April 11, 2006


Immigration Nation (Richard Rodriguez, 4/11/06, Der Spiegel)

The marches prove that immigrants are not alone. They have families -- and they're woven into America too deeply to tear out.

The crowds parading up the streets of America on Monday, and for the last two weeks, have been telling us with their bodies, if not always in English, that illegal immigrants are not alone in the United States of America.

Indeed, illegal immigrants, who were supposed to live a shadowy existence, belong to neighborhoods and to church congregations that were willing to stand alongside them. And most important: Many millions of illegal immigrants have U.S. relatives, sons and daughters, in-laws, cousins, grandchildren. [...]

For years, the wisdom in political circles was that Mexicans do not vote, are apathetic, too busy or lazy. Mexicans, after all, are not Cubans; they lack the political savvy or will.

The giant was sleeping in Phoenix and Chicago and throughout North Carolina. And the Democrats were just as happy to leave the snoring undisturbed, because of the unhappiness of trade unionists and of the complaints of African-Americans against illegal migrant workers who undercharge America for their labor, then work with third-world fury.

Some Republicans, including the president, saw signs of the giant stirring. George Bush is the first American president to speak Spanish and to run a reelection ad in which he is pictured waving a Mexican flag. His is that portion of the Republican Party that understands big business has a lot to gain from cheap labor.

But then there is the Republican Party of Pat Buchanan and Tom Tancredo -- a party that now mixes hysteria with patriotism and wars against any notion that America exists within the Americas.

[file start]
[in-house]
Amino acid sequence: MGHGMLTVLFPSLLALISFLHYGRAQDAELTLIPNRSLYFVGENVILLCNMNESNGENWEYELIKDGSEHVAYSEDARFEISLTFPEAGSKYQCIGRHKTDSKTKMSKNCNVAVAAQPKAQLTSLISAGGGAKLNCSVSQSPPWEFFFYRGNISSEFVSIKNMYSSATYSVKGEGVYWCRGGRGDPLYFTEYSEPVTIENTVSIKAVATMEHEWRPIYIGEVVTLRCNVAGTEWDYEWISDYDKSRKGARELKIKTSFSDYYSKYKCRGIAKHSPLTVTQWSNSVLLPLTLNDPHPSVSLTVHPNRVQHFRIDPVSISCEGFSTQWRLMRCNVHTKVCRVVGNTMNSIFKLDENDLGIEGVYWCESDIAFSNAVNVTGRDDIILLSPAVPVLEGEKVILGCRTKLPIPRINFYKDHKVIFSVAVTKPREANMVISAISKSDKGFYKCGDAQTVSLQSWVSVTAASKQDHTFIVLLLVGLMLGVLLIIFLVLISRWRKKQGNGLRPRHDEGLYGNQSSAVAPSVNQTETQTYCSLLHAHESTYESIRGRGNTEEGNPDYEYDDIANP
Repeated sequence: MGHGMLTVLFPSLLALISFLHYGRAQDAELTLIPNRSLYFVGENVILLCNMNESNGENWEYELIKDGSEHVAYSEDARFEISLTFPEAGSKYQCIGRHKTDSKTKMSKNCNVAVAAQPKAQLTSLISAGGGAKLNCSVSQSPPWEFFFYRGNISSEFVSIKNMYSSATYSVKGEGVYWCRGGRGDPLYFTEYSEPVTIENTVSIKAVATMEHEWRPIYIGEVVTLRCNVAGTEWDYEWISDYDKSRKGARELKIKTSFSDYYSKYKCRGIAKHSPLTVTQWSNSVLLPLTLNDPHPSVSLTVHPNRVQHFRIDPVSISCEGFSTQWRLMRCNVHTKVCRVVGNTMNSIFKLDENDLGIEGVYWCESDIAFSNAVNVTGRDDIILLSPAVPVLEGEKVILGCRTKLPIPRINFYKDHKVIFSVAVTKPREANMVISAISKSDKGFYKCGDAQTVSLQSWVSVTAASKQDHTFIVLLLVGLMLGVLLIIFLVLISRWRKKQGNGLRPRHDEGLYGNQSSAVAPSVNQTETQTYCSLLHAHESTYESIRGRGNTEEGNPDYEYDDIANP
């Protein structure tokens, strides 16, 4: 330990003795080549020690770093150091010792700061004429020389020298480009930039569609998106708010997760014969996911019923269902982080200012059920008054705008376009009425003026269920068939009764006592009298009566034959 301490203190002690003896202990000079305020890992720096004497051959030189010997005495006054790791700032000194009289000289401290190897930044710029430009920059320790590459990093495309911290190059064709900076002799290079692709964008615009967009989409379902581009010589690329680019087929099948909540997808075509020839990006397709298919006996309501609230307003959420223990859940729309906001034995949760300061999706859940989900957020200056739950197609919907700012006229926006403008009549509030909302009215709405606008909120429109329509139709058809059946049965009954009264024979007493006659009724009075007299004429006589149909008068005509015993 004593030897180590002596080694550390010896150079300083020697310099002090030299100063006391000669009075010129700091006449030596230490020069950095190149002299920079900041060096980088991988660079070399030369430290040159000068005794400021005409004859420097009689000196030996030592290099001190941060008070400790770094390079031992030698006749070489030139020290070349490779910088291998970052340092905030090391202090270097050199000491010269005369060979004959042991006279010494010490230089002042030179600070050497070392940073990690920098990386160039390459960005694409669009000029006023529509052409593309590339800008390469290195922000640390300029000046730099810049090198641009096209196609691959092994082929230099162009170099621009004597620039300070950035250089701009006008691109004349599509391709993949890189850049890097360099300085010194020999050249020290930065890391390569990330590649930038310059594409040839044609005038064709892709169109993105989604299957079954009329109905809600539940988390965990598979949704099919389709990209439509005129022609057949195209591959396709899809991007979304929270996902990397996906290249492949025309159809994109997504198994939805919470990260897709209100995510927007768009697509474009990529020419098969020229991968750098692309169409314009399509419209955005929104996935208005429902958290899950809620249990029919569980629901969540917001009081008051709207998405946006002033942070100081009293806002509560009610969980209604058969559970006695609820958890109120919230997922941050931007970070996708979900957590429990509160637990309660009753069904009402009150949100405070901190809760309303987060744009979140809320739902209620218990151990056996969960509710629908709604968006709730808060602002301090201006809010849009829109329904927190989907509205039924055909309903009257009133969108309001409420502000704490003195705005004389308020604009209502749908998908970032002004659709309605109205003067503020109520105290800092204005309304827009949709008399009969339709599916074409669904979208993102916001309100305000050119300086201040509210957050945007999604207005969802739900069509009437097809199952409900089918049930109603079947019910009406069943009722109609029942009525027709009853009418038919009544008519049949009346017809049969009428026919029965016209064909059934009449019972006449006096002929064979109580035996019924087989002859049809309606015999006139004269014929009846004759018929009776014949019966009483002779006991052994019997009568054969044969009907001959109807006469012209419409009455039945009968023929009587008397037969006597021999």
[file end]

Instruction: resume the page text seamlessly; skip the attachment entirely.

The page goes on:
Buchanan likes to portray the brown (suspiciously Indian-looking) Mexicans crossing our Southwestern border as "foreigners." Pat Buchanan, with his rifle butt, may end up responsible for stirring the giant awake.

In the end, however, the gatherings all over America these last days were not most importantly political events.

Their scale has been epic, but their meaning is intimate. No coincidence is it that they were not organized by politicians, but were the result of grass-roots passions -- the encouragements of local radio DJs, nuns and neighbors.

Keep the Latino families and deport the childless natives.

Posted by Orrin Judd at April 11, 2006 12:29 PM

. . . the Republican Party of Pat Buchanan . . .

Say what? Pitchfork Pat left the party in a huff in 2000 to join some other outfit . . . what was it called again, Deformed? Unformed? Something like that, wasn't it?

Posted by: Mike Morley at April 11, 2006 1:00 PM

Deport Pat first. He's an embarrassment to the human race, black, brown, white, red, yellow or any combination of the above.

Posted by: erp at April 11, 2006 1:08 PM

If this is the Richard Rodriguez I think it is, he did a St. Paddy's Day piece for PBS a few years back that reduced my entire family to tears. It was about his growing up Hispanic in an Irish Catholic Church and what he thought of the Irish.

Posted by: Pepys at April 11, 2006 1:20 PM

He didn't say the Papsts should be deported because they'd never assimilate or complain about them carrying Irish flags at the parade?

Posted by: oj at April 11, 2006 1:30 PM
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